Pilot fined for flying too low over game park

2010-03-29 00:00

IN the first case of its kind in South Africa’s oldest world heritage site, a pilot was fined because he flew too low over the iSimangaliso Wetland Park.

Aircraft and helicopters that fly too low over world heritage sites like iSimangaliso (formerly the St Lucia Wetland Park) and the uKhahlamba/Drakensberg Park are a concern as aircraft noise can disturb the breeding of rare birds.

Ezemvelo KZN Wildlife is also getting ready to fine pilots for such transgressions, although it currently warns them away.

Francois Burger (41), a flying instructor from Mbazwane near Sodwana, was found guilty last Thursday in Mtubatuba of disregarding the minimum flight height above the iSimangaliso Wetland Park last February.

Andrew Zaloumis, chief executive of the iSimangaliso Wetland Authority, said Burger’s plane wheels touched the beach six kilometres south of Sodwana Bay before he was able to attain height again.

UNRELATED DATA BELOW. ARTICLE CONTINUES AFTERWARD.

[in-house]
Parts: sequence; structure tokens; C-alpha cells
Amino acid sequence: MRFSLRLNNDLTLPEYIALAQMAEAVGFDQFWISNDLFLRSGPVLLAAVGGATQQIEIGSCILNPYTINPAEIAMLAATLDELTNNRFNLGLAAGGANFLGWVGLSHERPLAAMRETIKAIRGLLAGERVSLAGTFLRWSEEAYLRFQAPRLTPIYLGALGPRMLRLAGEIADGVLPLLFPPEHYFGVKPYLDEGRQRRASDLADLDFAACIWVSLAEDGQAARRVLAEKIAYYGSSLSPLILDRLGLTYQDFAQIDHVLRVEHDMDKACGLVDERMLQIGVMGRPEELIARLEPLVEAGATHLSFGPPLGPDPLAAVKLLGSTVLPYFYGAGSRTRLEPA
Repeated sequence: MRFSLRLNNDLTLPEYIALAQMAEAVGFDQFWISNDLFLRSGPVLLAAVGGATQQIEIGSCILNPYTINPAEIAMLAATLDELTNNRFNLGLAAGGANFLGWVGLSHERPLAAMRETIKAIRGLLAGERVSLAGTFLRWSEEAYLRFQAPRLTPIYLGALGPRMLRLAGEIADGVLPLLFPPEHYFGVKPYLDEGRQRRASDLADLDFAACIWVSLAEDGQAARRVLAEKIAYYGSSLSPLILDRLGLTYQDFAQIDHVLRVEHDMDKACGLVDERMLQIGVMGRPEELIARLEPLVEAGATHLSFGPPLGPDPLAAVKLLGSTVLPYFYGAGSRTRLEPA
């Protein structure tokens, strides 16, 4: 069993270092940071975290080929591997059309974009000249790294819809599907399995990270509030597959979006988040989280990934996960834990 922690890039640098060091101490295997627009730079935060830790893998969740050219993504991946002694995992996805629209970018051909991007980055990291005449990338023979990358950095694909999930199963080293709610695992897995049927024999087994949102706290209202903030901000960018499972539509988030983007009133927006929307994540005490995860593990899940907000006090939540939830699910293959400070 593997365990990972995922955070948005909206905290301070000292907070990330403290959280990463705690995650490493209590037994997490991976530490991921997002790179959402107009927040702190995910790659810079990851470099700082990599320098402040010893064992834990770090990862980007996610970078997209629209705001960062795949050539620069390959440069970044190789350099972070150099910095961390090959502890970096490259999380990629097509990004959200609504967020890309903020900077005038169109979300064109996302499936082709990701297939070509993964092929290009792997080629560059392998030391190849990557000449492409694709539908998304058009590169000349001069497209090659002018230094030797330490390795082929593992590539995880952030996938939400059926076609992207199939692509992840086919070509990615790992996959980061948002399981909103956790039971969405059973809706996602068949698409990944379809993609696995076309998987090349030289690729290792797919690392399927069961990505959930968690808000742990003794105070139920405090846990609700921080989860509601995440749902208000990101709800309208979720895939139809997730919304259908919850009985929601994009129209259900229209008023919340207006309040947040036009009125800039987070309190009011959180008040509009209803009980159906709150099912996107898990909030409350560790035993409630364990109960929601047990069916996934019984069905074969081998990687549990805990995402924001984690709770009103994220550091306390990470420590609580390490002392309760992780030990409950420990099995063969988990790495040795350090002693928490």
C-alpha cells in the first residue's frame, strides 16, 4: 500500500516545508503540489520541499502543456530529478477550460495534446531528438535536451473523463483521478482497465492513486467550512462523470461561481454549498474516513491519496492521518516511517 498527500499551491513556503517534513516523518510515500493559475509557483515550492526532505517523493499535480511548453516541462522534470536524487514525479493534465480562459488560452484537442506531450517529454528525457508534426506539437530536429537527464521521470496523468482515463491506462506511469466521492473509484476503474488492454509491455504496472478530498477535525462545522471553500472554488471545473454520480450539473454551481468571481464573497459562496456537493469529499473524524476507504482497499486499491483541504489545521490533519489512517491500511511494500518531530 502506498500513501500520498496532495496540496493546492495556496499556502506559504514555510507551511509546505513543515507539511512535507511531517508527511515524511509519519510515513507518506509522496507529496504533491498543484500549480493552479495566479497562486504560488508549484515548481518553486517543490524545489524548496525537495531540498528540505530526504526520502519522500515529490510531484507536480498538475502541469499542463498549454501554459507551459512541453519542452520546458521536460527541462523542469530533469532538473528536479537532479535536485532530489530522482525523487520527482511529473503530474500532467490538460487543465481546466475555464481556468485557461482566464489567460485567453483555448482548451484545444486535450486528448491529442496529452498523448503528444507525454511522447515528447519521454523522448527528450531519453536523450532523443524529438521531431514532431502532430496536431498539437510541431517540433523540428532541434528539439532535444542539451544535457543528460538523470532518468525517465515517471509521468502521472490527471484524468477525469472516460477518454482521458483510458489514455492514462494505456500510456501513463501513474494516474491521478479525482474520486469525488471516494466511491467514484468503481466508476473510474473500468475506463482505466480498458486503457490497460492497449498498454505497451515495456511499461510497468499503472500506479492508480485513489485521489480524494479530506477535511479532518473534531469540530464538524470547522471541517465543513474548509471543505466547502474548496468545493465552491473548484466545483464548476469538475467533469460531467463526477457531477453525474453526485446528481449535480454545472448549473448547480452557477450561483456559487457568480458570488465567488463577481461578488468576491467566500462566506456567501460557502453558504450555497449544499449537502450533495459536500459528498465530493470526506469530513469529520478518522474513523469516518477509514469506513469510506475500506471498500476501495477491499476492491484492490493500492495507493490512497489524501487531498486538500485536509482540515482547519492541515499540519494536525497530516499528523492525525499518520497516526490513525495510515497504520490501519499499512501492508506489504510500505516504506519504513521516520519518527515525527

Magistrate M. de Klerk found Burger guilty of transgressing the Conservation Areas Act and sentenced him to a fine of R12 000 or 12 months in prison, with R10 000 or 10 months suspended for five years.

Burger paid the fine.

The negative impact aircraft and helicopters have on endangered bird and animal species has been well documented worldwide, said Ian Rushworth, ecological and advice co-ordinator of Ezemvelo.

In the 220 km-long iSimangaliso Park, there are 243 rare and endangered species. Aircraft can, for instance, ruin the whole breeding season of the pink-backed pelican, which only in this park in South Africa breeds in a colony.

Other birds such as storks are equally vulnerable, while planes could also disturb elephants and crocodiles when they’re breeding.

In the Drakensberg it is especially the endangered Cape vulture and bearded vulture that are vulnerable.

The minimum flight height above the iSimangaliso park is 1 250 m and in the Drakensberg park it is 729 m above the highest point in the park.

“The manner in which this matter was handled in court is encouraging. The number of complaints over low-flying planes has increased over the past few years, and legal matters have improved,” said Zaloumis.

“At the moment we’re warning pilots, but we will be starting to prosecute those who break the law,” said Rushworth of the Drakensberg.

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